#16/25: Web Site Measurement Hacks

Funny how a major economic downturn and the enforcement of fiscal responsibility will motivate people to make decisions based on available data, not just their gut instinct.

Customer intent

  • Explicitly
    • Landing page survey: What are you trying achieve today?
    • On exit survey: Did you successfully achieve what you wanted to do?
  • Implicity
    • Obvious intent: ordering something, etc.
    • Otherwise Keywords

Data Integration

  • Marketing cost => campaign ROI
  • Customer Satisfaction data
  • Email campaigns

Try to apply analytics to your intranet

  • How much do you save using this?
  • Adaption
  • Most frequent pages

Look at

  • Broken links
  • 404s
  • Failures to respond

Start with your business objective (macroconversion) and try to generate micro-conversions

Email Marketing

  • Hard Bounces – message not delivered
  • Opening rate
  • CTR
  • Unsubscribes
  • Landing page stickiness – do they keep moving or do the CTA?

Email Testing

  • Layout
  • Format – HTML, text, rich text
  • Length
  • Tone
  • Date
  • Return email address
  • Subject line
  • CTA

When you segment by traffic, you can do something

Scent trails

  • create persona
  • Use the right language
  • build rapport by relevant copy and addressing issues
  • present relevant solutions

Measuring the internal search engine

  • Percentage of exits from the search page
  • Usage for conversions
  • Percentage with no results
  • Top search terms

Measure Recency and Latency

  • Recency – When was the last time the visitor/customer visited your site
  • Latency – Time between different visits
  • Segment into above and below average
  • Helps you to estimate future earnings

Test offline campaign – geographic segmentation

  • Control group
  • Treatment group

KPIs for Online Retail

  • AOV
  • Order Conversion Rate
  • Funnel analysis
  • Visits under 90 seconds

KPIs for Content sites

  • Average pages per visit
  • Average visits per visitor
  • Average time on site
  • Visits with over 5-10 page views

KPIs for Lead Generation Sites

  • Average hours to response

Okay book. It’s a rather outdated but may be interesting if you want to know more about the development of web tracking systems.

#90/111: The C Programming Language

Basics, basics, basics. You could call K&R’s book one basic book which every programmer should read. Nowadays lots of new programmers think that Ruby on Rails is all you need. If you just build basic CRUD web apps this is probably true. However, if you want to understand what’s really going on in your web server, operation system or music player, you should know C. K&R isn’t a introduction course into C programming but it will help you to get better at it, if you have some experience in C / programming.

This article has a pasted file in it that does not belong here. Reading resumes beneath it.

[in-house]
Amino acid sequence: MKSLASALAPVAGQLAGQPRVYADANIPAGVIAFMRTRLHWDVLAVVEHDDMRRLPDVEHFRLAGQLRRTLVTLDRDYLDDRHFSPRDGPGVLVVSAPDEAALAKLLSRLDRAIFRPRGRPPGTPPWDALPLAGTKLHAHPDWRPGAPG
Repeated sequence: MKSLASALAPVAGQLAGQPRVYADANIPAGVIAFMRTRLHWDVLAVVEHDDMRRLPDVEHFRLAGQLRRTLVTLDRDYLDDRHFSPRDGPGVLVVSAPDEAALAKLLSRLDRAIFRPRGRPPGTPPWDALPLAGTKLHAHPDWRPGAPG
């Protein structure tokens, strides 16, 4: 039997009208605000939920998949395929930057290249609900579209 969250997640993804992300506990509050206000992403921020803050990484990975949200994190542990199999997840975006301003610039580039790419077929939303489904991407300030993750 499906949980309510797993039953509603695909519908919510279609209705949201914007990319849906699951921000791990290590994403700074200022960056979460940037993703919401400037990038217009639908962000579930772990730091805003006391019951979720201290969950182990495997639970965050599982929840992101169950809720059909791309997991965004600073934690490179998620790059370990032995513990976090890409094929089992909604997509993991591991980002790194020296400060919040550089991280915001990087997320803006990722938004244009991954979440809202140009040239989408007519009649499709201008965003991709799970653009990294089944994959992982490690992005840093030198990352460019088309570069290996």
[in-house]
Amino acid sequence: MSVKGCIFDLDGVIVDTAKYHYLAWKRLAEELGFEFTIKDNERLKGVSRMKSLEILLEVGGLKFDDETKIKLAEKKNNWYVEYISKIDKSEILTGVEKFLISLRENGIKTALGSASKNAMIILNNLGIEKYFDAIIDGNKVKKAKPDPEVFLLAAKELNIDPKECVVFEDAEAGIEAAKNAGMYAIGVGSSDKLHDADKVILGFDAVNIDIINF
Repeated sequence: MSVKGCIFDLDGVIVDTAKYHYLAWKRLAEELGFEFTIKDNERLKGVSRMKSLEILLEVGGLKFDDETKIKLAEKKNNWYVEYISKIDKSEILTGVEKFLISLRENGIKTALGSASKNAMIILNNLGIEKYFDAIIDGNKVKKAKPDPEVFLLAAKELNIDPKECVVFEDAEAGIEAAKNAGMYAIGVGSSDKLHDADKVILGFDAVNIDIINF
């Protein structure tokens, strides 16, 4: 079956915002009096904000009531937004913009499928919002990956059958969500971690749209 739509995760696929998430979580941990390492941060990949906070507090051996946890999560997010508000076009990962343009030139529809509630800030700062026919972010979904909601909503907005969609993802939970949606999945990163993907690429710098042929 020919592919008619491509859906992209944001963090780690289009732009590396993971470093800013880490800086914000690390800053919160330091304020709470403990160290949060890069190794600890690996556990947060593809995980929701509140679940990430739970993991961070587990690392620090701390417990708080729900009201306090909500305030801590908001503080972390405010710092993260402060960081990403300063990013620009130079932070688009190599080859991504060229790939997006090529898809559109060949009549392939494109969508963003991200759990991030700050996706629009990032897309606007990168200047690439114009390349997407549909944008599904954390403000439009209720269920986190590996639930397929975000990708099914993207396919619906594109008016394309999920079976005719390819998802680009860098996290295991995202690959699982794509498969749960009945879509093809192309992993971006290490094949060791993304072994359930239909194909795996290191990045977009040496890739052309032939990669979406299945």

I really love this book, mostly for its cool exercises (implementing tail, memory management, etc.). Always a recommendation!

Concrete Abstractions: Chapter 12

Exercise 12.4: Draw a tree, analogous to Figure 4.4 on page 92, showing how the value of C(4, 2) is computed by choose. Your tree should have C(4, 2) at the root and six 1s as its leaves.

Exercise 12.6: Using these procedures, write
a. A procedure called table-fill! that takes a table and an element and sets every entry in the table to the given element. For example, (table-fill! table 0) would have a similar effect to that of zero-out-vector! in Section 11.6.
b. A procedure called display-table that nicely displays its table parameter.


(define table-fill!
  (lambda (table value)
    (define loop-row
      (lambda (row column)
        (if (= column (table-width table))
              (table-set! table row column value)
              (loop-row row (+ column 1))))))
    (define loop
      (lambda (row)
        (if (= row (table-height table))
              (loop-row row 0)
              (loop (+ row 1))))))
    (loop 0)))


(define display-table
  (lambda (table)
    (define show-row
      (lambda (row column)
        (if (= column (table-width table))
              (display (table-ref table row column))
              (display " ")
              (show-row row (+ column 1))))))